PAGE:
A new study produced by Ben-Gurion University of the Negev in Beersheva, Israel, revealed overdose deaths in the U.S. have doubled in the past seven years, and rising acute care costs and hospitalizations are heavily taxing health care systems, according to a press release.
The study, which was also conducted by Harvard Medical School and the University of Chicago, quantifies the impact of opioid abuse — an epidemic that has hit the Greater Philadelphia area in some years — on critical care resources in the U.S.
The study, The Critical Care Crisis of Opioid Overdoses in the United States, discovered the demand for treatment is greater than the resources available for patients.
Researchers took data from about 23 million hospital admissions from 162 hospitals in 44 states between Jan. 1, 2009 and Sept. 31, 2015.
Of the 4 million who required acute care, 21,705 patients were hospitalized for opioid overdoses. Those who survive often receive pricey renal replacement therapy or dialysis.
“We found a 34 percent increase in overdose-related ICU admissions while ICU opioid deaths nearly doubled during that same period,” said Lena Novack in the release, a lecturer in BGU’s School of Public Health.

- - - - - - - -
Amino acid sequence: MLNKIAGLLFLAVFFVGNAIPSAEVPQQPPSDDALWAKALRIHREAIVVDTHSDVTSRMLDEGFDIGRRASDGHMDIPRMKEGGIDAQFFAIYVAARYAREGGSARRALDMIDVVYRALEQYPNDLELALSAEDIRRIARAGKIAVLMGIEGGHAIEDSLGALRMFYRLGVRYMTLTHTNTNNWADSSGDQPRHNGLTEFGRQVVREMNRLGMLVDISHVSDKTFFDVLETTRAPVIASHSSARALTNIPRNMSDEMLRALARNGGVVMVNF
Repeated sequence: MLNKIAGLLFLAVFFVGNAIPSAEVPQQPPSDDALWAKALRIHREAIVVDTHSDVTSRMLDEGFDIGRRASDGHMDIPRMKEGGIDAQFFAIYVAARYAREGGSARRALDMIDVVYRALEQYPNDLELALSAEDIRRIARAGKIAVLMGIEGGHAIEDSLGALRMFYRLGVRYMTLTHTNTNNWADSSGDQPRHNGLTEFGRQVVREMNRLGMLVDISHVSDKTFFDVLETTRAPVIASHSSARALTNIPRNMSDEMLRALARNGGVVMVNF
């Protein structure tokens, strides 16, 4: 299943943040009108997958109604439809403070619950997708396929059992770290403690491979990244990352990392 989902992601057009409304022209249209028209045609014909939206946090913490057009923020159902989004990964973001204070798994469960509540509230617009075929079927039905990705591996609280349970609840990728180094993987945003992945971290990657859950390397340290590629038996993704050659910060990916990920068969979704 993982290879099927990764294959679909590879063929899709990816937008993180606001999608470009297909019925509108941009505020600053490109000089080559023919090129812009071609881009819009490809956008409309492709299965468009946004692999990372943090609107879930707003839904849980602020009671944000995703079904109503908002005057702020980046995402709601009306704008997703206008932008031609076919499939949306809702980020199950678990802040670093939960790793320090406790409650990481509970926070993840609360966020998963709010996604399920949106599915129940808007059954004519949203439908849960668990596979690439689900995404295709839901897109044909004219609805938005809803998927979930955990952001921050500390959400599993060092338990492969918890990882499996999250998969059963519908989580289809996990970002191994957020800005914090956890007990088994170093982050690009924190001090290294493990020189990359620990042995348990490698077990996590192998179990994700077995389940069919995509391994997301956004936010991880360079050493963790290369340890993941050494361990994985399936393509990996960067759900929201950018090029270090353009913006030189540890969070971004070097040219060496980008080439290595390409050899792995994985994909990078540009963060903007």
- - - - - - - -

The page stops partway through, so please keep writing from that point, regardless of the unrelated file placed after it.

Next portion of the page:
Mortality rates and number of hospital admissions continued to rise, and the average cost of care per overdose admission increased by 58 percent.
The study also found that Massachusetts and Indiana had the highest amount of opioid hospitalizations in the U.S., while Pennsylvania showed a drastic increase in overdoses, nearly doubling admissions since 2009.
However, Novack said their estimates may actually be on the low side.
“Our findings raise the need for a national approach to developing safe strategies to care for ICU overdose patients, to providing coordinated resources in the hospital for patients and families, and to helping survivors maintain sobriety following discharge,” the researchers concluded in the study.